4th November – Road to Pakxan

5 Nov

Woke up in a thick mist by the lake. We could see that the sun would come through fairly quickly and so got ready to visit the jars site before it got too busy and warm.

 

 

 

It cost 10000 kip to enter the site (5000 if you are local). It’s a good idea to have two prices so that the locals are not excluded.

The first thing that you see as you arrive is the signs explaining the effort that was involved in clearing the site of UXO’s. This area was one of the worst hit areas in the Vietnam war. All the villages in this area were completely wiped out by carpet bombing. The whole area was deforested and lots of the hills remain bare and barren to this day. Our guidebook suggests that the land was poisoned in some way. Another thing to look up on our return!

 

 

 

The jars are thought to be over 2000 years old and their purpose is not completely understood. It is thought most likely that they were used for burial purposes. It is a shame that the area was bombed so much, but being on the top of a hill with a system of trenches running around the hill, it had to be a target.

 

 

 

 

We decided to try one on the minor roads to Pakxan rather than go to Vientiane as we did not feel like going back into a busy city again yet. A driver warned us off one route and said ‘maybe’ you can get through on the other option. We set off south and at first the road was really good. In fact it was brand new tarmac! There were no crash barriers in the high mountain sections, but driving slowly felt fine. The road then changed to dirt although still very wide as though it was waiting for bitumen. As we went further the road showed more signs of mudslides and washout. Still not really a problem in dry weather.

 

 

The road continued to switch between bitumen and dirt, sometimes rough where it had been washed away and then refilled. There were a few small rivers to cross as the bridges were under construction all the way through. Nothing deep until we got to a point where a bridge was being built over the main river. By this time we had come too far to turn back and so we hoped we could cross!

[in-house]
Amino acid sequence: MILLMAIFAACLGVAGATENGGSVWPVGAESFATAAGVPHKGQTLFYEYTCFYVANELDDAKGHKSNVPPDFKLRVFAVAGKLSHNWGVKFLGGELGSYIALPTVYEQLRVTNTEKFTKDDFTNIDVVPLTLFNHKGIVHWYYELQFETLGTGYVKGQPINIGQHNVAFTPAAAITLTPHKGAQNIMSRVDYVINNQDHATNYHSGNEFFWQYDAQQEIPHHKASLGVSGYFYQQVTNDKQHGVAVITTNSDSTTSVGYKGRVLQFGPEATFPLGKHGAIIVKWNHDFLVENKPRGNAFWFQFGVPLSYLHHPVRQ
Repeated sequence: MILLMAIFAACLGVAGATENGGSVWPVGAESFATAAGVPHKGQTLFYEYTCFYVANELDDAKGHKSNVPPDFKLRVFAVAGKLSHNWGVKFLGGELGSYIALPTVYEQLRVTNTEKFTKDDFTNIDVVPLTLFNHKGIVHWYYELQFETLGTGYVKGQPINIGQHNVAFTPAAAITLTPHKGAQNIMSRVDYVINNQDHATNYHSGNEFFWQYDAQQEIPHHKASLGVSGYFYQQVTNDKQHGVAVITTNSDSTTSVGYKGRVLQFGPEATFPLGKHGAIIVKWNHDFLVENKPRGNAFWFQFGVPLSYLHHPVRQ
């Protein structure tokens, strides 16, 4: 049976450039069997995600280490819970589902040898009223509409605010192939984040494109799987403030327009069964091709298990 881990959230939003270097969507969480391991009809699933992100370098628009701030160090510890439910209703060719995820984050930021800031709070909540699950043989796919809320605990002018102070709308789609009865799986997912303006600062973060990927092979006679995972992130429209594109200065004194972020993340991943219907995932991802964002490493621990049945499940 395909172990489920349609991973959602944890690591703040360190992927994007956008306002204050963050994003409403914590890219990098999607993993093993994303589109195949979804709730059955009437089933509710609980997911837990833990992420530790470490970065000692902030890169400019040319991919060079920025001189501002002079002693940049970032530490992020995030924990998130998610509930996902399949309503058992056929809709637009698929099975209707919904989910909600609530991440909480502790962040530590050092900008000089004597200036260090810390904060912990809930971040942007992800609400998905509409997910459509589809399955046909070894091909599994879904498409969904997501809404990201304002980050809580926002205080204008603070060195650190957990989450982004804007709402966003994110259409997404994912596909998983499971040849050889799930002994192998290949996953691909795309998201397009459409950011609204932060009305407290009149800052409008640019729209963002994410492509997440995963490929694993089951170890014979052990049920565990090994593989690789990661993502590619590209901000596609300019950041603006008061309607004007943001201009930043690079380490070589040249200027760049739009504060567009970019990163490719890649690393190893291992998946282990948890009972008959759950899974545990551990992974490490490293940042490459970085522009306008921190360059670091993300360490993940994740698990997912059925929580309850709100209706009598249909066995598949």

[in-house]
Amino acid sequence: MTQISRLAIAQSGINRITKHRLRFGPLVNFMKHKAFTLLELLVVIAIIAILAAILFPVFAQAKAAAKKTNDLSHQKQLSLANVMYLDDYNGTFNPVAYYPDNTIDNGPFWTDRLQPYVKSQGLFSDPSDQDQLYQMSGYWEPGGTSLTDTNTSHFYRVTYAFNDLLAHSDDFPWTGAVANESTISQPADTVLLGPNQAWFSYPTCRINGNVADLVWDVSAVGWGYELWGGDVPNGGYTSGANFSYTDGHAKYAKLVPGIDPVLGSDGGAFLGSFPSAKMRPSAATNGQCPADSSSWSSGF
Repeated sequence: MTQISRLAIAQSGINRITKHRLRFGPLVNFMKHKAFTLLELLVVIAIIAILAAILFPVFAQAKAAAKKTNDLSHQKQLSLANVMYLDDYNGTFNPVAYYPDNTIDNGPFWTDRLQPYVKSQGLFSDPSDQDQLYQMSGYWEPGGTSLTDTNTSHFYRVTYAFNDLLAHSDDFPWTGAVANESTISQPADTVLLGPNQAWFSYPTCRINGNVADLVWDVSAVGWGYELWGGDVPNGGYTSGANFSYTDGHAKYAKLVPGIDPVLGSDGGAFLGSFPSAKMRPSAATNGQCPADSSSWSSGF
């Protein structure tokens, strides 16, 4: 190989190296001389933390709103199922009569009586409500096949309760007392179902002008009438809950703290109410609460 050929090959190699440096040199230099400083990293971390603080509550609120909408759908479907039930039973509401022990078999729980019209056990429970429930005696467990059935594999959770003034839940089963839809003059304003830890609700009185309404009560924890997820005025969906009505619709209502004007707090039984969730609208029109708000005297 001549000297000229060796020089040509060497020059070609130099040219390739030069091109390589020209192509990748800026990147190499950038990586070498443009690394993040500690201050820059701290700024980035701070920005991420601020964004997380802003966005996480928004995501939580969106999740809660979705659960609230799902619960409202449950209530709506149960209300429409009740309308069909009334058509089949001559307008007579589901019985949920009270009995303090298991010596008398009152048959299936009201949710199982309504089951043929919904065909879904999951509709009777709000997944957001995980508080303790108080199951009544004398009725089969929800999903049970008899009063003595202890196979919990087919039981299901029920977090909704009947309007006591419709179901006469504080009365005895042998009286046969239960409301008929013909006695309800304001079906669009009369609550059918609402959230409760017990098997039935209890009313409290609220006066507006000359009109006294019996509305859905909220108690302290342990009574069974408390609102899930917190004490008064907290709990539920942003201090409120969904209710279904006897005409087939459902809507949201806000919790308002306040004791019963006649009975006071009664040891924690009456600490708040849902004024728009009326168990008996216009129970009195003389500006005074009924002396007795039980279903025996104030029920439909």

We watched some water buffalo walk across and at no point was it over their backs, but it was close in a couple of places. More worrying was the fact that nobody else was driving across. In fact there was no traffic. Some locals told us it was no problem and pointed out a route which would take us via some shallow spots.

 

 

The nearside was fine, but there were two sections that looked deeper and faster.

 

 

We then went up onto the last shallow before the faster section. We were a bit nervous as we had not forgotten the time that we got stuck in Mongolia. The car went into the current and it felt that we were travelling sideways. There was a bit of a hole on the riverbed and the front of the car dipped until the bonnet was covered. The engine also slowed and the fanbelt screamed as the fan tried to turn under water.

 

 

 

After one moment of doubt we popped up out of the dip and surged up onto the far bank.

 

 

We decided at that point that we not do any more river crossing on this trip … if possible!

Another 10 km down the road we got to another river crossing! This time I waded through to check the depth, and found that if I did a big loop downstream, we could cross with no problem.

We were hot and bothered and needed a drink and so stopped at one of the many roadside stalls. The lady was really nice and insisted that we take photos and show them. Hoots of laughter followed!

 

 

 

We continued along the road and found a nice place to camp by the river.

 

 

Tomorrow we just had 63 km to do to get to Pakxan

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